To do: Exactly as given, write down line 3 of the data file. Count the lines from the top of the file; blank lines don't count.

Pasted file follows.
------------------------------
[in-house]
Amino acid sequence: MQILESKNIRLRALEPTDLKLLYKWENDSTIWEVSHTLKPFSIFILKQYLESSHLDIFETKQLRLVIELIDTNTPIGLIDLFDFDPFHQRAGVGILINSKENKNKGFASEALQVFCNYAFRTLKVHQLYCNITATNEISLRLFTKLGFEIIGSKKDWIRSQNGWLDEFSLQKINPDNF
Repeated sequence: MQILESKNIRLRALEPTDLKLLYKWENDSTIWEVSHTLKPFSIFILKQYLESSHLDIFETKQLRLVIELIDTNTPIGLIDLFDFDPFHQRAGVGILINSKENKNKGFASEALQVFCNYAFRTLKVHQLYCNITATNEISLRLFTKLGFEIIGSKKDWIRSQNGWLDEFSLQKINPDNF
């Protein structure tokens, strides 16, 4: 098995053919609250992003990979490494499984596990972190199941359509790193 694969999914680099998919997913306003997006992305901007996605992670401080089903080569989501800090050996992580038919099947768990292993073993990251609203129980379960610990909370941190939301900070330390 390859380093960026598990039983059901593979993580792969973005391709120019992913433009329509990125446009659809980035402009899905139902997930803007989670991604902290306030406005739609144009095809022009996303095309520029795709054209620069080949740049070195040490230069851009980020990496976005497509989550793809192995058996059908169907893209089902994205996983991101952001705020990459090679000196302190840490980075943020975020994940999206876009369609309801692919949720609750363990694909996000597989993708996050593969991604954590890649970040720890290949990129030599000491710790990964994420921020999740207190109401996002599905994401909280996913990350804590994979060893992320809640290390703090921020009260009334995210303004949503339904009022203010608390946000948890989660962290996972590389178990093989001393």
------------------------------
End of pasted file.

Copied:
Repeated sequence: MQILESKNIRLRALEPTDLKLLYKWENDSTIWEVSHTLKPFSIFILKQYLESSHLDIFETKQLRLVIELIDTNTPIGLIDLFDFDPFHQRAGVGILINSKENKNKGFASEALQVFCNYAFRTLKVHQLYCNITATNEISLRLFTKLGFEIIGSKKDWIRSQNGWLDEFSLQKINPDNF